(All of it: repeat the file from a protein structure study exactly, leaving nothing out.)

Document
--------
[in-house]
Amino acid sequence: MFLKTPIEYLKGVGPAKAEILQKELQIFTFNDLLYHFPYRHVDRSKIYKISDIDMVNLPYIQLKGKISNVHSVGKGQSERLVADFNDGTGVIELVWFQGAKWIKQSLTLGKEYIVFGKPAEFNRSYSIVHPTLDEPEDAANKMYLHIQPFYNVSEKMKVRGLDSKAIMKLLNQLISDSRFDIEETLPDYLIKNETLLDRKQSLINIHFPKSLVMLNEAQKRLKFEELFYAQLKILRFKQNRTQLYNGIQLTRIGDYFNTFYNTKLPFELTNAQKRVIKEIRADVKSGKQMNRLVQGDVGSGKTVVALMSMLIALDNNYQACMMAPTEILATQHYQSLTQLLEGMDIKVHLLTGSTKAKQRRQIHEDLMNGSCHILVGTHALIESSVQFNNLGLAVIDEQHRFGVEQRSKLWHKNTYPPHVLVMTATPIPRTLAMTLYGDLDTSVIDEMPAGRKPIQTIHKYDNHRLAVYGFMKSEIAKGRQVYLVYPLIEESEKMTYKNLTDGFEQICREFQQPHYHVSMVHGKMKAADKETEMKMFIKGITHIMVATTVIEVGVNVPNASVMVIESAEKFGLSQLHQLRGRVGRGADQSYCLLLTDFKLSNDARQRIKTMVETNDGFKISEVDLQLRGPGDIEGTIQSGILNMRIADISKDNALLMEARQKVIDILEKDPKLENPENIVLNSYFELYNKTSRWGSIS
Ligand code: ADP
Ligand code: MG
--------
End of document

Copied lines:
[in-house]
Amino acid sequence: MFLKTPIEYLKGVGPAKAEILQKELQIFTFNDLLYHFPYRHVDRSKIYKISDIDMVNLPYIQLKGKISNVHSVGKGQSERLVADFNDGTGVIELVWFQGAKWIKQSLTLGKEYIVFGKPAEFNRSYSIVHPTLDEPEDAANKMYLHIQPFYNVSEKMKVRGLDSKAIMKLLNQLISDSRFDIEETLPDYLIKNETLLDRKQSLINIHFPKSLVMLNEAQKRLKFEELFYAQLKILRFKQNRTQLYNGIQLTRIGDYFNTFYNTKLPFELTNAQKRVIKEIRADVKSGKQMNRLVQGDVGSGKTVVALMSMLIALDNNYQACMMAPTEILATQHYQSLTQLLEGMDIKVHLLTGSTKAKQRRQIHEDLMNGSCHILVGTHALIESSVQFNNLGLAVIDEQHRFGVEQRSKLWHKNTYPPHVLVMTATPIPRTLAMTLYGDLDTSVIDEMPAGRKPIQTIHKYDNHRLAVYGFMKSEIAKGRQVYLVYPLIEESEKMTYKNLTDGFEQICREFQQPHYHVSMVHGKMKAADKETEMKMFIKGITHIMVATTVIEVGVNVPNASVMVIESAEKFGLSQLHQLRGRVGRGADQSYCLLLTDFKLSNDARQRIKTMVETNDGFKISEVDLQLRGPGDIEGTIQSGILNMRIADISKDNALLMEARQKVIDILEKDPKLENPENIVLNSYFELYNKTSRWGSIS
Ligand code: ADP
Ligand code: MG